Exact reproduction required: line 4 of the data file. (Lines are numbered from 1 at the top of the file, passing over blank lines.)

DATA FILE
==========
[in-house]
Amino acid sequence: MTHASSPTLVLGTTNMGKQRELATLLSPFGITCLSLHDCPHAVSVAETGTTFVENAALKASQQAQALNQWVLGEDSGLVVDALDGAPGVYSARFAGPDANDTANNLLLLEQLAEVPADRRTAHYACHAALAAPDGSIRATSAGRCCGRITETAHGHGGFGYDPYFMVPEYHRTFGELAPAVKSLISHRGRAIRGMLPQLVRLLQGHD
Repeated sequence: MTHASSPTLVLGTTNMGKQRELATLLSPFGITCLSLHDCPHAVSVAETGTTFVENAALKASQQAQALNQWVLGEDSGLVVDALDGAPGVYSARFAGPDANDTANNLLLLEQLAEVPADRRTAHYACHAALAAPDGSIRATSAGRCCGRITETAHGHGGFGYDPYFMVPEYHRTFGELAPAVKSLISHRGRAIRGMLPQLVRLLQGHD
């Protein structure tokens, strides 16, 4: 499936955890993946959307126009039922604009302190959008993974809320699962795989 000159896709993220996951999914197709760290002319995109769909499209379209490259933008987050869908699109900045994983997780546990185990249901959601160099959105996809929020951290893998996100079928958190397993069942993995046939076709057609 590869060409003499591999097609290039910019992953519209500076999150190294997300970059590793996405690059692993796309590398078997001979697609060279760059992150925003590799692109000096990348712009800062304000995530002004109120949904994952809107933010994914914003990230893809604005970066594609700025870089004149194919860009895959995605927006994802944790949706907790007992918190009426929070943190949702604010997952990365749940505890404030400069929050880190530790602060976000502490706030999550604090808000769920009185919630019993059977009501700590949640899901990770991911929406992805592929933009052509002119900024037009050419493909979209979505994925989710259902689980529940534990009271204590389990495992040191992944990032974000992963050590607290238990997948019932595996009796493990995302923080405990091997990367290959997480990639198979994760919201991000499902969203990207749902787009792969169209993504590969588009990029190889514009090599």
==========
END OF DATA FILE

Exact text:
């Protein structure tokens, strides 16, 4: 499936955890993946959307126009039922604009302190959008993974809320699962795989 000159896709993220996951999914197709760290002319995109769909499209379209490259933008987050869908699109900045994983997780546990185990249901959601160099959105996809929020951290893998996100079928958190397993069942993995046939076709057609 590869060409003499591999097609290039910019992953519209500076999150190294997300970059590793996405690059692993796309590398078997001979697609060279760059992150925003590799692109000096990348712009800062304000995530002004109120949904994952809107933010994914914003990230893809604005970066594609700025870089004149194919860009895959995605927006994802944790949706907790007992918190009426929070943190949702604010997952990365749940505890404030400069929050880190530790602060976000502490706030999550604090808000769920009185919630019993059977009501700590949640899901990770991911929406992805592929933009052509002119900024037009050419493909979209979505994925989710259902689980529940534990009271204590389990495992040191992944990032974000992963050590607290238990997948019932595996009796493990995302923080405990091997990367290959997480990639198979994760919201991000499902969203990207749902787009792969169209993504590969588009990029190889514009090599």